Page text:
The world of cleaning has many different niches and categories. When you’re first starting out as a cleaning business owner, you may decide to specialize in (or expand into) one type or another.
Or, as our CEO Michael Brown advises, you might be in a position to make these decisions after you’ve taken on a variety of different cleaning contracts and have an idea of what kind of work fits your team best.
Either way, it’s a good idea to understand the vast variety of different cleaning opportunities and niches that exist out there.
To get started, let’s look at two of the biggest and most common categories: commercial cleaning and residential cleaning.
Time of the day
One of the biggest differences between the two is what time your cleaners will work, and this difference is literally night and day!
Most commercial cleanings happen in the evening and at night or even on weekends when the business is not in operation. This is especially true for restaurants and retail stores. Office spaces may have some daytime needs but most of the work is still done in the evening and at night.
On the flip side, almost all residential cleaning is done during the day when the occupants are at work (or at least not trying to sleep!)
In order to successfully run a business that specializes in commercial cleaning, you will need to find and retain people who are willing to work the night shifts and/or on the weekends. This extra challenge is balanced by the fact that it can be easier to travel and get work done when everyone else has gone to bed.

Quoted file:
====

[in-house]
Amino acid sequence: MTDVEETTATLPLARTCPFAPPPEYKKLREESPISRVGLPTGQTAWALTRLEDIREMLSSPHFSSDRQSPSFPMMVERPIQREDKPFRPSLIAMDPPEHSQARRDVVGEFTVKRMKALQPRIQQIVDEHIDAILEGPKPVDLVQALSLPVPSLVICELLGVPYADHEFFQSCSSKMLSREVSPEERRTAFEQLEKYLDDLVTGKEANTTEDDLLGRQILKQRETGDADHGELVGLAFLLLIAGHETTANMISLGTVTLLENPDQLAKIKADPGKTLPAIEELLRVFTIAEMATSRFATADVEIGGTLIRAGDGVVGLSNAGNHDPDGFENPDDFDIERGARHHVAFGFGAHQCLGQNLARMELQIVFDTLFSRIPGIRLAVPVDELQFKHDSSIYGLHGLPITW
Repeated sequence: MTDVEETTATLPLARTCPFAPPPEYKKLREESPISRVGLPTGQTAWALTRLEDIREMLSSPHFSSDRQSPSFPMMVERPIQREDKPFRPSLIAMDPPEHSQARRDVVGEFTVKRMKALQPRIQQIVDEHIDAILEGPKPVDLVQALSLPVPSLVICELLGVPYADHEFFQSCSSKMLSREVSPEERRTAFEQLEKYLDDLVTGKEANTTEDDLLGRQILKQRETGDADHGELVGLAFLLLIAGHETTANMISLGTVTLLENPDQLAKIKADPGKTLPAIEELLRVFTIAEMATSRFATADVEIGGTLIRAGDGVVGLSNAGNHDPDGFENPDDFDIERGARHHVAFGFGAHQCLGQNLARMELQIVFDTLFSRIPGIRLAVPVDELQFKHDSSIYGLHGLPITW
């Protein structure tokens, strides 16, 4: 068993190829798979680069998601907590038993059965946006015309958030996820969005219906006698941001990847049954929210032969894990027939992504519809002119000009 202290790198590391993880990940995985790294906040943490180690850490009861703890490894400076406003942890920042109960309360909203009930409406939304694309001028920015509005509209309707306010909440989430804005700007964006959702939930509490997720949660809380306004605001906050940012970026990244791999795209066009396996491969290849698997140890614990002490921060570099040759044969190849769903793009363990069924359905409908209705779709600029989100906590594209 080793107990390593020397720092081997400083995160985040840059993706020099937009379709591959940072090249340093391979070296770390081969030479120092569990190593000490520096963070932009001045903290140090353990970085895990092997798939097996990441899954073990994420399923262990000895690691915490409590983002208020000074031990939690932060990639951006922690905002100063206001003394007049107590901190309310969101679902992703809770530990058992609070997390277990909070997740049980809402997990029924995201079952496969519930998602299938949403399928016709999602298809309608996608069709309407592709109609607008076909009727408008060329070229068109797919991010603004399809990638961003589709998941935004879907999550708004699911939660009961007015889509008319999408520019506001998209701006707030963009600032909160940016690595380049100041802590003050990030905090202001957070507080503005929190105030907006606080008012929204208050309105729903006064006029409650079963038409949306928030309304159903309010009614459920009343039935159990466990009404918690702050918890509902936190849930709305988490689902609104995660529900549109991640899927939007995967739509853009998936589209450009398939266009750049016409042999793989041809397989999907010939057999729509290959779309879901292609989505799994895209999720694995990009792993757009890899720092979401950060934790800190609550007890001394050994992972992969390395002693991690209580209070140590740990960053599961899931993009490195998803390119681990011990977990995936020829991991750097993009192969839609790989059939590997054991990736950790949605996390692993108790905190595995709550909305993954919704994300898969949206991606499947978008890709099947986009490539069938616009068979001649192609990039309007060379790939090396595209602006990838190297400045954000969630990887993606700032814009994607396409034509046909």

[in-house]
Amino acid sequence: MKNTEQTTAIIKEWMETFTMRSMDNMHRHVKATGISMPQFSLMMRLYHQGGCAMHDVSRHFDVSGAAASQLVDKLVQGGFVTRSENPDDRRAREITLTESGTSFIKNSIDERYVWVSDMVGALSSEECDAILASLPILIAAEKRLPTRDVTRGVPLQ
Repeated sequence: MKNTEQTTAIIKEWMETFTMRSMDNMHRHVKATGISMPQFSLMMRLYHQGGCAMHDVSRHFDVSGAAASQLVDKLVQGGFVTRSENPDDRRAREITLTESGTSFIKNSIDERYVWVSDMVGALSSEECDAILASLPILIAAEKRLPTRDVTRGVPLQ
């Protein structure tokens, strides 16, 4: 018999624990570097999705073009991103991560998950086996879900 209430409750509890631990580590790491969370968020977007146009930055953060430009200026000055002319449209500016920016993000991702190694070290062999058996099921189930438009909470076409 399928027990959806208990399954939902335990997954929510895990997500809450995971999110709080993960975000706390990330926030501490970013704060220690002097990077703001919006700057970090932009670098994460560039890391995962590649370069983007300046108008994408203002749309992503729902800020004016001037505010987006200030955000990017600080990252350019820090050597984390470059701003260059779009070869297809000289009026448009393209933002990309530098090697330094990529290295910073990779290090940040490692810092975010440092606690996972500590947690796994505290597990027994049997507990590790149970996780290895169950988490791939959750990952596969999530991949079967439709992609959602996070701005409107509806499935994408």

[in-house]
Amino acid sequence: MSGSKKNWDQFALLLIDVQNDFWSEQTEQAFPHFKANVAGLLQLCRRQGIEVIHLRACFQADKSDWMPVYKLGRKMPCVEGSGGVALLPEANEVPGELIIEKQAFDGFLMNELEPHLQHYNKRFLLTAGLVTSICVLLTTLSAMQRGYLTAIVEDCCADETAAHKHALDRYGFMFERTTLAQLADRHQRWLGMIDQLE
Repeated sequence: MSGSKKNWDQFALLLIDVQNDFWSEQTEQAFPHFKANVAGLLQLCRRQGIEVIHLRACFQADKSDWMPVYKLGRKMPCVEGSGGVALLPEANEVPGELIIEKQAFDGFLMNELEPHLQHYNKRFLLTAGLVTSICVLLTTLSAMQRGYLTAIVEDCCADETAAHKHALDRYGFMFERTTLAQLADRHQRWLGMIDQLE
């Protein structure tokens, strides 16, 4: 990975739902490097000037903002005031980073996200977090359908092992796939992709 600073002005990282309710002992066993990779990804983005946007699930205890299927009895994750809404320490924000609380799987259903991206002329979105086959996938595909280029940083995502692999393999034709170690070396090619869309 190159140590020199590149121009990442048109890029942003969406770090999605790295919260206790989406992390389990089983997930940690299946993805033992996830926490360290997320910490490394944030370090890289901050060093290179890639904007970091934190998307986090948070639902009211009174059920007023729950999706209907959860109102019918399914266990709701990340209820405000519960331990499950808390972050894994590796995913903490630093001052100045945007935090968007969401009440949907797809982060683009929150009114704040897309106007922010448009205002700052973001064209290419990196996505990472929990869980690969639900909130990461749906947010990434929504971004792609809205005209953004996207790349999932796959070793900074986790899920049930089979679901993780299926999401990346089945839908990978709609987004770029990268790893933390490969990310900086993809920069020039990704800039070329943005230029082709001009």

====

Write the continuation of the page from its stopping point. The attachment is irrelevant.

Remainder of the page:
Detail & speed
Commercial spaces tend to have fewer fine details to worry about, but there’s also much more stuff to clean. Commercial cleaning crews are trained for speed and prioritizing the most important spaces.
Making sure every nook and cranny is spotless is important for residential cleaning, but there is typically less overall space to cover. Residential cleaners are trained to take their time and cover every last detail.
These tradeoffs require different skill sets and different approaches to training. A crew that is used to commercial cleaning cannot be expected to switch over to residential cleaning (and vice versa) without proper training.
The attitudes of clients are very different in these categories. Both you and your team need to understand how they think.
Commercial cleaning clients are typically concerned with how well you’re delivering on your contract. They’ll be less picky about details and more sensitive to big mistakes, missed deadlines, or complaints from the people who work in the space.
Residential cleaning clients will be very sensitive to details since you are working in their homes. They may have specific requests and can notice even the smallest error.
It is much more likely that residential cleaners will meet and speak regularly with the client.
Commercial cleaners on the night shift may only see a few people, and may never meet the actual client.